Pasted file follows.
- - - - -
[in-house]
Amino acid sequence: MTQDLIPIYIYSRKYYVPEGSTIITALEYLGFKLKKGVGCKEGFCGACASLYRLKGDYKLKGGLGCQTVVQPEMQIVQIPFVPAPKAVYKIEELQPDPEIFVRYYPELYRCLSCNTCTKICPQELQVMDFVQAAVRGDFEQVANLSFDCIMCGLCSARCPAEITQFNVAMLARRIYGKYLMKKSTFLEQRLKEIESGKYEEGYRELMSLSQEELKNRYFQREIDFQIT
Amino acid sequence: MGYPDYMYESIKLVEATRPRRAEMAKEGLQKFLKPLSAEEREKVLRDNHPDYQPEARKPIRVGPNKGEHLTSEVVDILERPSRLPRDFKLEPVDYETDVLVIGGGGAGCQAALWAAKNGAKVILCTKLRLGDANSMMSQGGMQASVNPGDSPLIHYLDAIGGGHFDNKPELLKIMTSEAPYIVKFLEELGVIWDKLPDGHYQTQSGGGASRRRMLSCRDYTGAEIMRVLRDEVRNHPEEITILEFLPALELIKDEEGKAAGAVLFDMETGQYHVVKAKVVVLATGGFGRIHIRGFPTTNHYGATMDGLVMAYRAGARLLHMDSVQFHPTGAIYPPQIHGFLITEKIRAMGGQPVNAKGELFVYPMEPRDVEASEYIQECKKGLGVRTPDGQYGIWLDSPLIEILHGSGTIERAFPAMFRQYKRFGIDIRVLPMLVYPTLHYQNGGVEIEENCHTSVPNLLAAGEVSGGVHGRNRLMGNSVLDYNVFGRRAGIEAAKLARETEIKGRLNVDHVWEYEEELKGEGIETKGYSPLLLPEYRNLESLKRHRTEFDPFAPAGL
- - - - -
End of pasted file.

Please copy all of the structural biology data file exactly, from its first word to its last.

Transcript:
[in-house]
Amino acid sequence: MTQDLIPIYIYSRKYYVPEGSTIITALEYLGFKLKKGVGCKEGFCGACASLYRLKGDYKLKGGLGCQTVVQPEMQIVQIPFVPAPKAVYKIEELQPDPEIFVRYYPELYRCLSCNTCTKICPQELQVMDFVQAAVRGDFEQVANLSFDCIMCGLCSARCPAEITQFNVAMLARRIYGKYLMKKSTFLEQRLKEIESGKYEEGYRELMSLSQEELKNRYFQREIDFQIT
Amino acid sequence: MGYPDYMYESIKLVEATRPRRAEMAKEGLQKFLKPLSAEEREKVLRDNHPDYQPEARKPIRVGPNKGEHLTSEVVDILERPSRLPRDFKLEPVDYETDVLVIGGGGAGCQAALWAAKNGAKVILCTKLRLGDANSMMSQGGMQASVNPGDSPLIHYLDAIGGGHFDNKPELLKIMTSEAPYIVKFLEELGVIWDKLPDGHYQTQSGGGASRRRMLSCRDYTGAEIMRVLRDEVRNHPEEITILEFLPALELIKDEEGKAAGAVLFDMETGQYHVVKAKVVVLATGGFGRIHIRGFPTTNHYGATMDGLVMAYRAGARLLHMDSVQFHPTGAIYPPQIHGFLITEKIRAMGGQPVNAKGELFVYPMEPRDVEASEYIQECKKGLGVRTPDGQYGIWLDSPLIEILHGSGTIERAFPAMFRQYKRFGIDIRVLPMLVYPTLHYQNGGVEIEENCHTSVPNLLAAGEVSGGVHGRNRLMGNSVLDYNVFGRRAGIEAAKLARETEIKGRLNVDHVWEYEEELKGEGIETKGYSPLLLPEYRNLESLKRHRTEFDPFAPAGL